A Wine Snob Story Worth SharingMarch 14th, 2011 by brynn grimley
I think everyone can relate to the story I’m about to share. It has to do with pretentiousness that surrounds wine from time-to-time, and the people who ruin wine as they pontificate their wine know-how to perfect strangers.
Saturday we visited three of the Bainbridge Island wineries for the “Meet the Winemakers” weekend. (I’ll go into the wines we tried in a separate post).
There were a number of people making the circuit, so while we had some good one-on-one time with the winemakers, there were times when we had to share their attention.
It was at one of the more crowded stops that Jeff (my husband) and I encountered a person who, in my opinion, may have had one taste too many. She wasn’t rude; in fact she was the opposite — friendly and conversational.
But, the wine know-it-all immediately started name dropping the Bainbridge winemakers, telling us their wines sell themselves, they produce some of the best wine in the state, etc., etc. I appreciated her enthusiasm, and agree there are some great wines coming from the island, but the more she talked, the more she got the facts wrong.
Like when she tasted a Sangiovese and claimed she could “Taste the Bainbridge Island soil; the sunlight and the island’s blackberry bushes.”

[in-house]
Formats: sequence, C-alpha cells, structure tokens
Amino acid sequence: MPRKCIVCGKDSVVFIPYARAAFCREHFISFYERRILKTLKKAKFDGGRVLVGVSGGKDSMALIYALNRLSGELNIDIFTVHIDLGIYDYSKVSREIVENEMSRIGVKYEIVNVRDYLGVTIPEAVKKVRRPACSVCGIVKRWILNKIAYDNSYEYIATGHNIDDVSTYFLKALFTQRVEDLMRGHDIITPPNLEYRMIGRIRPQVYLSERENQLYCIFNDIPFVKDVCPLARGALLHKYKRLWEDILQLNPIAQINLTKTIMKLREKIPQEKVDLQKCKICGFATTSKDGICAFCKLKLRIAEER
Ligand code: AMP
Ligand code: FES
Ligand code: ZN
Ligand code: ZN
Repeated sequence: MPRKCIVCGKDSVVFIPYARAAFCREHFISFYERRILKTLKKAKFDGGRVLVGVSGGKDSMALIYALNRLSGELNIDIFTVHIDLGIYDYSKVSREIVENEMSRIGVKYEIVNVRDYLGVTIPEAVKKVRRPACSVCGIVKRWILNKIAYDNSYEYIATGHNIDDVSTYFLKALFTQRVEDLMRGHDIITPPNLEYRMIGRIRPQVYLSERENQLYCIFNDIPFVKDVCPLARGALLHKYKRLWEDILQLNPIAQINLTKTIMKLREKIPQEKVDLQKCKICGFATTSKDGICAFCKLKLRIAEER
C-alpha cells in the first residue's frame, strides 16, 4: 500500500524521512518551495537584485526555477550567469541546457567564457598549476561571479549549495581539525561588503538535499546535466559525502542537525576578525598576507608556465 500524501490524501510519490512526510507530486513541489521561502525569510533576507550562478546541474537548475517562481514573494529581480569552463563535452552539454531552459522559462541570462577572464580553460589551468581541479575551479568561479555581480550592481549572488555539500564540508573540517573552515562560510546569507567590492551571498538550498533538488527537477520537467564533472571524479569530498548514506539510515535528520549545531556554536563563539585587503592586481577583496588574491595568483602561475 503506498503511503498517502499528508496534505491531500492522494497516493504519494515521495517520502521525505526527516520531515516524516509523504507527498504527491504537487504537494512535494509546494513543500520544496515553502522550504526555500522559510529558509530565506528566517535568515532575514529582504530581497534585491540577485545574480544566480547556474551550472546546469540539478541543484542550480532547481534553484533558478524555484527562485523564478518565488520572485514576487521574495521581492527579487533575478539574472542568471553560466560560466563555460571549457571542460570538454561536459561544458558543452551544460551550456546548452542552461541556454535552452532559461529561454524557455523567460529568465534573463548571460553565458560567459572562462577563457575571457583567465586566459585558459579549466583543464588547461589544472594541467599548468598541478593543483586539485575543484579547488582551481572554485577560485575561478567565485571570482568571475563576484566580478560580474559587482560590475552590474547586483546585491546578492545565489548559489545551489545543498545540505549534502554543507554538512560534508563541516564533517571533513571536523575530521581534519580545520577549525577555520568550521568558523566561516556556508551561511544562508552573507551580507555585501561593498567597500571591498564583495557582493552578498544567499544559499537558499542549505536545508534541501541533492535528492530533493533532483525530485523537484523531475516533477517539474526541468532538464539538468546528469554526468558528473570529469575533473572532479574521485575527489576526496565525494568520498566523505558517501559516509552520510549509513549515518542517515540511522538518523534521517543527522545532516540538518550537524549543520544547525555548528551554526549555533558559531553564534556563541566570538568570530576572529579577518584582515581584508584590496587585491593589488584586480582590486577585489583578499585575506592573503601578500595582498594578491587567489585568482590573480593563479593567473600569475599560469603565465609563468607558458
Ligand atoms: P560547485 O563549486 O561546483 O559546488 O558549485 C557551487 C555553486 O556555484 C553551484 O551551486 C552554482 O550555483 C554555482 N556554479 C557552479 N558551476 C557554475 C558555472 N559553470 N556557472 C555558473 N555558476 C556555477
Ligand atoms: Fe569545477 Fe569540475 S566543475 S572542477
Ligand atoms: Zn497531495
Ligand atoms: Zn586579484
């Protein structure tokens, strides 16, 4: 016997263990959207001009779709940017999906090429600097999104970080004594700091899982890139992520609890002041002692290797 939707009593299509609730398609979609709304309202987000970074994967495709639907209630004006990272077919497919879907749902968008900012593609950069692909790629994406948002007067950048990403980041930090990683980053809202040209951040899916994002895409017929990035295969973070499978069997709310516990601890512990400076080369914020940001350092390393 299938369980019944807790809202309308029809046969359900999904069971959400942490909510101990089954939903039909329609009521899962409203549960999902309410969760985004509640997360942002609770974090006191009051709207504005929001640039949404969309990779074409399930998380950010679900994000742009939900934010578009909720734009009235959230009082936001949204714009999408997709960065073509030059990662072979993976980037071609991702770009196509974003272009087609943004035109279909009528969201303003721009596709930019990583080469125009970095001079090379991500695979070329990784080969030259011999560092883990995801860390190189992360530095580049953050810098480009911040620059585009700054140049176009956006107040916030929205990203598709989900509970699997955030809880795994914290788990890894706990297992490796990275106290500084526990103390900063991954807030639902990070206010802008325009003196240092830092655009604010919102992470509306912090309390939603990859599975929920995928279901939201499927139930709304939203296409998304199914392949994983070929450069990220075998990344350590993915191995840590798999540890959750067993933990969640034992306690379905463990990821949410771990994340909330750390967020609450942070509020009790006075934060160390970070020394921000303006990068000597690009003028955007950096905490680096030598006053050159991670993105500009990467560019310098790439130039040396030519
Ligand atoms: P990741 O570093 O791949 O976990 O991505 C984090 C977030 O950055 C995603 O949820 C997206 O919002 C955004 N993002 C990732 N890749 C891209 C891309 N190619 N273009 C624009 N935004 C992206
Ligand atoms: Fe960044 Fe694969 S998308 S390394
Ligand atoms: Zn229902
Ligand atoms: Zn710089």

Now I don’t pretend to be a wine expert, but I do know the basics. Including the fact that except for Gerard and Jo Ann Bentryn, red wines made on the island come from grapes grown in Eastern Washington. (The Bentryns grow pinot noir at their Day Road vineyard).
Mind you, the label of the wine she was drinking specifically said it was from Kiona’s Red Mountain Vineyard, which is located near the Tri-Cities.
Clearly our new wine friend was trying to show that she knows how terroir plays into wine. But if she knew enough to know about terroir, she should also know Bainbridge’s reds — except for the Bentryn’s Pinot — come from Eastern Washington.
It took everything in me not to say: “Wow you must have an amazing palate to be able to taste the island’s soil in grapes grown 218 miles away.”
Instead I kept my mouth shut, smiled politely and poured out the Sangio to wait for the next red.
She however took this as a dismissal of the wine she described as “smooth, rich and the best she’d had.” (I liked the wine, but as a 100 percent Sangiovese, the tannins and acidity were present on the finish, which did not leave me thinking “smooth”).
Didn’t we like it?
Very much but we’re pacing ourselves, I replied, secretly thinking: “Maybe you should do the same.”
Let me end this post with some advice. If you’re at a tasting, pace yourself. Don’t feel bad pouring out after a sip or two, or spitting. Winemakers won’t be insulted.
In fact, they’re more likely to get insulted when it appears you’re drinking for the buzz and not to appreciate the hard work they put in to making it.
I know I’m not the only one who has a story about a run-in with a pretentious wine drinker. If you can, please share your stories so we can all chuckle — and remind ourselves not to get caught up in how much we know about wine.